Friday, April 06, 2007

British Sailor Ordeal - - Update.

via CBS News.

Marine Capt. Chris Air said the 15 British sailors and marines faced an aggressive Iranian crew. "They rammed our boats, and trained their heavy machine guns, RPGs, and weapons on us. Another six boats were closing in on us. We realized our efforts to reason with these people were not making any headway, nor were we able to calm some of the individuals," Air said. "We realized that had we resisted there would have been a major fight, one we could not have won and with consequences major strategic impacts. We made a conscious decision not to engage the Iranians and do as they asked."

Did they take a vote, or something? What's with this "we?" In a situation like that, the senior officer present assumes command and makes all the decisions. Thus, it was Air's decision; his responsibility, his the rewards or the blame.

Air added: "From the outset it was very apparent that fighting back was not an option. If we had chosen to do so, many of us wouldn't be here today."

It was, of course, an option. The movie 300 shows what is possible when a small force confronts a larger one; so does the movie Zulu. Both of these movies are based on real battles; in one, the defenders died; in the other, although many died, some lived. Again, Air will have to answer to this as senior officer present.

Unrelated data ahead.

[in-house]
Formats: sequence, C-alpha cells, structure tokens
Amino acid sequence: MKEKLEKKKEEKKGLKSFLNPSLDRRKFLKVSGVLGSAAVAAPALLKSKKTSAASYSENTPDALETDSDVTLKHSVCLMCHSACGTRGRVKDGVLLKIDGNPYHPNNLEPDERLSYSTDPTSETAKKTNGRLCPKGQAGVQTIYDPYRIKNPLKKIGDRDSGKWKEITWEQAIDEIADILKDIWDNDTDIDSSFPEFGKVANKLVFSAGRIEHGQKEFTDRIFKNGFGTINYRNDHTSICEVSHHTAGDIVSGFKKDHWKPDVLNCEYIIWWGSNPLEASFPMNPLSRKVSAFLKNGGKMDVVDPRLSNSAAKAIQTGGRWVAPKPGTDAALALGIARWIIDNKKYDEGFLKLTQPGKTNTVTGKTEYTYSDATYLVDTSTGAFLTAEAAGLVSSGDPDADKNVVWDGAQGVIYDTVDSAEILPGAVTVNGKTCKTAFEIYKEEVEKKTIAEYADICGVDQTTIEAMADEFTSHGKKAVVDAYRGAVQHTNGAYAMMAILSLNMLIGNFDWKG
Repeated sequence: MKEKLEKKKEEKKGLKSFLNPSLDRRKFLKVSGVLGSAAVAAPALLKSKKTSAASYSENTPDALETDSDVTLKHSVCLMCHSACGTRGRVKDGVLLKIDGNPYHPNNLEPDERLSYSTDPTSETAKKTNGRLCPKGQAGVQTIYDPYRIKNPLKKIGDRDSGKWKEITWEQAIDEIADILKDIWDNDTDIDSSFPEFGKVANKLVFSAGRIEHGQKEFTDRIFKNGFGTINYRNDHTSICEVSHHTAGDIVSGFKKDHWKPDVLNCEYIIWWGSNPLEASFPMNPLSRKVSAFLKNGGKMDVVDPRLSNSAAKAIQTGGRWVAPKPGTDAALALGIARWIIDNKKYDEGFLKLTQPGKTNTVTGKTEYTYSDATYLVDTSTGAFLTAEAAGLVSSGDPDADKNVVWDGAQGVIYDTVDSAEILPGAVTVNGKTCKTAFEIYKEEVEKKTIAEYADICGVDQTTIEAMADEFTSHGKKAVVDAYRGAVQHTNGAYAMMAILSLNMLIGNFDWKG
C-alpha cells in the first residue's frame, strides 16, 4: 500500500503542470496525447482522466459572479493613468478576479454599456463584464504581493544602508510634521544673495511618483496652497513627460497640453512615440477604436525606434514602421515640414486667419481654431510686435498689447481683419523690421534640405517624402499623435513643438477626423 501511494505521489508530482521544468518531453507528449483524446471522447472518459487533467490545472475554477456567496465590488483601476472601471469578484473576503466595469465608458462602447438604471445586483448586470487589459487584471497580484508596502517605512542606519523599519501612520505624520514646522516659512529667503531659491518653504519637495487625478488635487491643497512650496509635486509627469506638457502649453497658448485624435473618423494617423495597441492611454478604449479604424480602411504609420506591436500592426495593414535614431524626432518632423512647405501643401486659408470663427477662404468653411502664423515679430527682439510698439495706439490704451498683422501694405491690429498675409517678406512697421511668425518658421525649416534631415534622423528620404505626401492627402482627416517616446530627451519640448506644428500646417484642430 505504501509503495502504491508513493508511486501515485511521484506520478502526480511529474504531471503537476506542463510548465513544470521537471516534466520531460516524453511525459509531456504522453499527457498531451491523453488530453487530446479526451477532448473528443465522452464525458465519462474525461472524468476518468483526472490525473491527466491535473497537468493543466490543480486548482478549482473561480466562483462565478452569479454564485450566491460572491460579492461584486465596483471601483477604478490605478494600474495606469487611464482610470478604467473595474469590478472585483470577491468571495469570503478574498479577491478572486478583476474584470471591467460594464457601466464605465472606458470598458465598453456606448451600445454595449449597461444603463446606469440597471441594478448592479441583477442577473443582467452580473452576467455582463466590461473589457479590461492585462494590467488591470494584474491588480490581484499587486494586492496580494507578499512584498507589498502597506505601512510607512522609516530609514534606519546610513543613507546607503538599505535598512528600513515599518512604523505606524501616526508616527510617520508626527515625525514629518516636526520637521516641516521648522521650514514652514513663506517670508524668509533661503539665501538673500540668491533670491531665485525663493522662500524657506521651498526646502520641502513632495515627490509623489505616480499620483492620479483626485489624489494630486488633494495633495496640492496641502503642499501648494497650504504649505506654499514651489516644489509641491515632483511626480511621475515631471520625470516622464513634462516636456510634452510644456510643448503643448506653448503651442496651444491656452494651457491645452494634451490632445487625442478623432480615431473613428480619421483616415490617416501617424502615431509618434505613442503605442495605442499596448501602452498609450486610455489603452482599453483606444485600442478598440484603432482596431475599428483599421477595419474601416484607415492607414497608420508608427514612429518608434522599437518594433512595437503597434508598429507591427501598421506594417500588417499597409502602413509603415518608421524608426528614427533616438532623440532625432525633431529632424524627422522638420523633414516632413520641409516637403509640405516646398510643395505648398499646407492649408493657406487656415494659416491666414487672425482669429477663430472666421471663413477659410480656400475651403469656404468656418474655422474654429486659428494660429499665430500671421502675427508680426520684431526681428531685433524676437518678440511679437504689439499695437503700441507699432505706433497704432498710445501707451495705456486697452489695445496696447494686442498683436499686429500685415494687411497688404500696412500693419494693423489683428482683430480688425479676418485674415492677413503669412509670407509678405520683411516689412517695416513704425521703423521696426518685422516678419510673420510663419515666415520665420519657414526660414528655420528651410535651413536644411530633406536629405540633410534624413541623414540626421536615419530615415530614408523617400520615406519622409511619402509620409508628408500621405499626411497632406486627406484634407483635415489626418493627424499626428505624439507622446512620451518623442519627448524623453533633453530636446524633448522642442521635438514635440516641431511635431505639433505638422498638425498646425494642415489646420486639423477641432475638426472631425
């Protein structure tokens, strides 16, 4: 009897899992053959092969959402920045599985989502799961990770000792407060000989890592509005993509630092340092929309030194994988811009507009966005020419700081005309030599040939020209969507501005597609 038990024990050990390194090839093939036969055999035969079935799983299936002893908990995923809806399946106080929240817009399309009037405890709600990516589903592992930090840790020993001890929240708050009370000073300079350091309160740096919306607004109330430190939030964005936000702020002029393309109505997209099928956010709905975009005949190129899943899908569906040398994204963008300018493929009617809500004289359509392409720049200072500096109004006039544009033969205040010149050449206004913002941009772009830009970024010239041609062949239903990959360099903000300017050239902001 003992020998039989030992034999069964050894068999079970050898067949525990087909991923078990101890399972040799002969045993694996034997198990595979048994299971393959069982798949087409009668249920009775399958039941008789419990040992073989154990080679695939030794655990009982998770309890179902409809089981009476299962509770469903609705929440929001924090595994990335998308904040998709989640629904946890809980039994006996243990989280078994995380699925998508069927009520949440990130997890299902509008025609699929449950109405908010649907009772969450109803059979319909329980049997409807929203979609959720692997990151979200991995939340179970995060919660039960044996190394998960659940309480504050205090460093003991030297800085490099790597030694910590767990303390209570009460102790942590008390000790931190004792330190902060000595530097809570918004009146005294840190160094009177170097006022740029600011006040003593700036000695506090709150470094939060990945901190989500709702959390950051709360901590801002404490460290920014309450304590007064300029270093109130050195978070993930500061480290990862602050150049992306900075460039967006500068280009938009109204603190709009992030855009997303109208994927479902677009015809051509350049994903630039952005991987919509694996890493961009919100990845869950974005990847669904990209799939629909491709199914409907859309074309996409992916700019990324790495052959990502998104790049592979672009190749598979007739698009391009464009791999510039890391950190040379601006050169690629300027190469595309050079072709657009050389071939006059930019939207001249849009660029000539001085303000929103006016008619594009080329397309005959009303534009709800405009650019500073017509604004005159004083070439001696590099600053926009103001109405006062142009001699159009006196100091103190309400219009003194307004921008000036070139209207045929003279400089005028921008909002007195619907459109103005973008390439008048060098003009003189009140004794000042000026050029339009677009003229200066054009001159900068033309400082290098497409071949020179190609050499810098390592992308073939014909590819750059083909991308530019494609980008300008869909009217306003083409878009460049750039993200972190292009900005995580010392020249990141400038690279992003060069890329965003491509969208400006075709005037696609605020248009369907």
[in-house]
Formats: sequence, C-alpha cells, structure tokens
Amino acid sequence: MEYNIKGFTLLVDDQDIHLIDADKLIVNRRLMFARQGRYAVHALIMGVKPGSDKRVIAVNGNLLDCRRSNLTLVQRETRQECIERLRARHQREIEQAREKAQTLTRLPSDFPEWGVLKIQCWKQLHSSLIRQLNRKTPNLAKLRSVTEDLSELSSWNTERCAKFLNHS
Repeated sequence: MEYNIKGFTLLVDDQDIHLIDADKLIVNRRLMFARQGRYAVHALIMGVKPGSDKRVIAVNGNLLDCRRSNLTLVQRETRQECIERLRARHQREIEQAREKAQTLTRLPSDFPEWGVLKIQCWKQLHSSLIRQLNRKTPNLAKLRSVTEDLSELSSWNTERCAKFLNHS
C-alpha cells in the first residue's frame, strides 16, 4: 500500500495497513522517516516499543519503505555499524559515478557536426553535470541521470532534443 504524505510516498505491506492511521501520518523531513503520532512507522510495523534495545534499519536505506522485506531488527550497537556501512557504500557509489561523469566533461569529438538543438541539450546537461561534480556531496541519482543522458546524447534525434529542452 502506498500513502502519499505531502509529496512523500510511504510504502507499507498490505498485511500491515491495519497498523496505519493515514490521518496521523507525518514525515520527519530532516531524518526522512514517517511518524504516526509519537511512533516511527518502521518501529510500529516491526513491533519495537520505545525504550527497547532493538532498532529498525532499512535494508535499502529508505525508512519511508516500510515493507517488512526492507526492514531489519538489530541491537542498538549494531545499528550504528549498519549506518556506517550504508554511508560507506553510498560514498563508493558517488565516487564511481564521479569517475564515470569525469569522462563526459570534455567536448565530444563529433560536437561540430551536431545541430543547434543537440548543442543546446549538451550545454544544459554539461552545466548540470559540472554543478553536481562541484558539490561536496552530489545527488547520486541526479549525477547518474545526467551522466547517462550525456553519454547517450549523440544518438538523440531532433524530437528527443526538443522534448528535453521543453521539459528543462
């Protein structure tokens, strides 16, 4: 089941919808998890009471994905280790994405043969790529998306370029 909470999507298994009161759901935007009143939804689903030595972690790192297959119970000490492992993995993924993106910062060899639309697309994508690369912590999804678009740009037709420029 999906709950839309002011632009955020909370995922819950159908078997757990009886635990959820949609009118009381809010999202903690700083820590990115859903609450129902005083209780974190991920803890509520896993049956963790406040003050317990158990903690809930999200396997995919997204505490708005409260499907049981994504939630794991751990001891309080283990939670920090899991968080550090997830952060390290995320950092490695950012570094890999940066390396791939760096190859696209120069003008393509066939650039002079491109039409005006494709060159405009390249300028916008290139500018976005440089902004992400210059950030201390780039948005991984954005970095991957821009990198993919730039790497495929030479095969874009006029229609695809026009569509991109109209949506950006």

The crewmembers insisted they were inside internationally-recognized Iraqi waters when they boarded a ship in the Persian Gulf on March 23.

Some of the British sailors held in Iran for 13 days said they were blindfolded, stripped, interrogated and pressured psychologically and emotionally during their captivity.

Exactly what did they expect?

Lt. Felix Carman said the crew was isolated and slept in stone cells on piles of blankets.


"All of us were kept in isolation. We were interrogated most nights and presented with two options. If we admitted that we'd strayed, we'd be on a plane to (Britain) pretty soon," Carman said at a news conference. "If we didn't, we faced up to seven years in prison."

Self-interest prevailed over patriotism, then. Didn't seem to need much persuading, did they?

I don't think they'll be stood against a wall and shot like Admiral Byng, but I don't think they'll be getting any medals for this, either.

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